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With his life constantly in flux as he lives through many historic upheavals, Roland Baines, haunted by lost opportunities, searches for comfort through music, literature, friends, sex, politics and love, struggling against global events beyond his control that have shaped his existence and memories. - (Baker & Taylor)

NEW YORK TIMES BEST SELLER • From the best-selling author of Atonement and Saturday comes the epic and intimate story of one man's life across generations and historical upheavals. From the Suez Crisis to the Cuban Missile Crisis, the fall of the Berlin Wall to the current pandemic, Roland Baines sometimes rides with the tide of history, but more often struggles against it.
“Masterful.... McEwan is a storyteller at the peak of his powers…. One of the joys of the novel is the way it weaves history into Roland’s biography…. The pleasure in reading this novel is letting it wash over you.” —Associated Press

When the world is still counting the cost of the Second World War and the Iron Curtain has closed, eleven-year-old Roland Baines's life is turned upside down. Two thousand miles from his mother's protective love, stranded at an unusual boarding school, his vulnerability attracts piano teacher Miss Miriam Cornell, leaving scars as well as a memory of love that will never fade.

Now, when his wife vanishes, leaving him alone with his tiny son, Roland is forced to confront the reality of his restless existence. As the radiation from Chernobyl spreads across Europe, he begins a search for answers that looks deep into his family history and will last for the rest of his life.

Haunted by lost opportunities, Roland seeks solace through every possible means—music, literature, friends, sex, politics, and, finally, love cut tragically short, then love ultimately redeemed. His journey raises important questions for us all. Can we take full charge of the course of our lives without causing damage to others? How do global events beyond our control shape our lives and our memories? And what can we really learn from the traumas of the past?

Epic, mesmerizing, and deeply humane, Lessons is a chronicle for our times—a powerful meditation on history and humanity through the prism of one man's lifetime. - (Random House, Inc.)

Author Biography

IAN MCEWAN is the critically acclaimed author of seventeen novels and two short story collections. His first published work, a collection of short stories, First Love, Last Rites, won the Somerset Maugham Award. His novels include The Child in Time, which won the 1987 Whitbread Novel of the Year Award; The Cement Garden; Enduring Love; Amsterdam, which won the 1998 Booker Prize; Atonement; Saturday; On Chesil Beach; Solar; Sweet Tooth; The Children Act; Nutshell; and Machines Like Me, which was a number-one bestseller. Atonement, Enduring Love, The Children Act and On Chesil Beach have all been adapted for the big screen.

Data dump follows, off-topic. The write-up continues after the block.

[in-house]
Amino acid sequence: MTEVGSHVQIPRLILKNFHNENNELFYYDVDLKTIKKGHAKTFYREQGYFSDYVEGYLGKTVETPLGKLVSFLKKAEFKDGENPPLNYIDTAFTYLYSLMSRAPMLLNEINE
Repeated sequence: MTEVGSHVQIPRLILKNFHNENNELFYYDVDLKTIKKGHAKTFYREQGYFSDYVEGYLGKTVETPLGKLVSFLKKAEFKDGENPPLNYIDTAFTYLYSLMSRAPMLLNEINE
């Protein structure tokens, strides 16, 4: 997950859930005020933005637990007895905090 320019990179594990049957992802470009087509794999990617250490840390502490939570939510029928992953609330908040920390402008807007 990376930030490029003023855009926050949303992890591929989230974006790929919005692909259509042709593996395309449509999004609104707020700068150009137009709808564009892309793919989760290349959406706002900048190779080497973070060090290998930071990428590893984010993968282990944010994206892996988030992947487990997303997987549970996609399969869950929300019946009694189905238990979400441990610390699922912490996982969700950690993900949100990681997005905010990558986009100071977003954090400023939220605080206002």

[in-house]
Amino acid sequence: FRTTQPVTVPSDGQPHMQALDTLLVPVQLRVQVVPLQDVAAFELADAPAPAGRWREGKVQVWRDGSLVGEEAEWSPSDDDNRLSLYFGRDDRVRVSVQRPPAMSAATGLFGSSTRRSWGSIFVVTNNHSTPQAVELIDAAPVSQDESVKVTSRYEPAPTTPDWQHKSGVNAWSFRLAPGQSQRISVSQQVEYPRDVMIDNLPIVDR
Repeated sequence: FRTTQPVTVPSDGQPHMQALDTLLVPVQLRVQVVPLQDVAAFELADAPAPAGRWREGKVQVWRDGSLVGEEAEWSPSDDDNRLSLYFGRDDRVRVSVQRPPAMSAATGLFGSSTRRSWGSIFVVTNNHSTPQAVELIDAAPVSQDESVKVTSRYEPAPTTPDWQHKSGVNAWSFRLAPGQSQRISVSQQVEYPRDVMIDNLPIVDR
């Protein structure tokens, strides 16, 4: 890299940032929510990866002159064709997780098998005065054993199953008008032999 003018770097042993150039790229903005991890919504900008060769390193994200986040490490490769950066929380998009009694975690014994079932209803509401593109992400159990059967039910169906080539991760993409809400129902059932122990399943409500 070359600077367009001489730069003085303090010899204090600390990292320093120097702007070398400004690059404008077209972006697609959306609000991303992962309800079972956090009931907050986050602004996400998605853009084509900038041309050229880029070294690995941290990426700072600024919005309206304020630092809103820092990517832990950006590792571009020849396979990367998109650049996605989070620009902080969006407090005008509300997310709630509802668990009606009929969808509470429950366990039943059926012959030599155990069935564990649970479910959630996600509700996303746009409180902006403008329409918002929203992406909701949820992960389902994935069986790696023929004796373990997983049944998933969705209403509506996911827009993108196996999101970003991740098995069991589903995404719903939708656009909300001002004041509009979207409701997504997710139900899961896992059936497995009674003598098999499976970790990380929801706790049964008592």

- (Random House, Inc.)

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Reviews Via Publishers Weekly

Publishers Weekly Reviews

McEwan returns with his best work since the Booker- and NBCC-winning Atonement, a sprawling narrative that stretches from the commencement of the Cold War to the onset of the Covid-19 pandemic. Protagonist Roland Baines, "another inky boy in a boarding school," is 11 when his piano teacher, Miriam Cornell, begins to groom him for abuse. A sexual relationship ensues, and Roland never recovers from the experience. He grows into a distant underachiever, eventually finding work as a lounge pianist in London and, occasionally, as a journalist. He marries Alissa and has a son, Lawrence, but Alissa disappears when Lawrence is an infant. With help from the police, he tracks her movement to Paris, prompting bittersweet memories of their courtship. In 1986, three-year-old Lawrence obsesses over such events as the Chernobyl disaster while Roland confronts the lingering impact of Miriam's abuse and Alissa's sudden reappearance. Alissa then publishes a bestselling (and specious) memoir, which isn't so nice on Roland. Throughout, McEwan poignantly shows how the characters contend with major historical moments while dealing with the ravages of daily life, which is what makes this so affecting. He also employs lyrical but pared-down prose to great effect, such as the scene of Roland's father's funeral: "A thin teenage girl in a tight black trouser suit opened the door of the undertakers and made a formal nod as he entered." Once more, the masterly McEwan delights. (Sept.)

Copyright 2022 Publishers Weekly.

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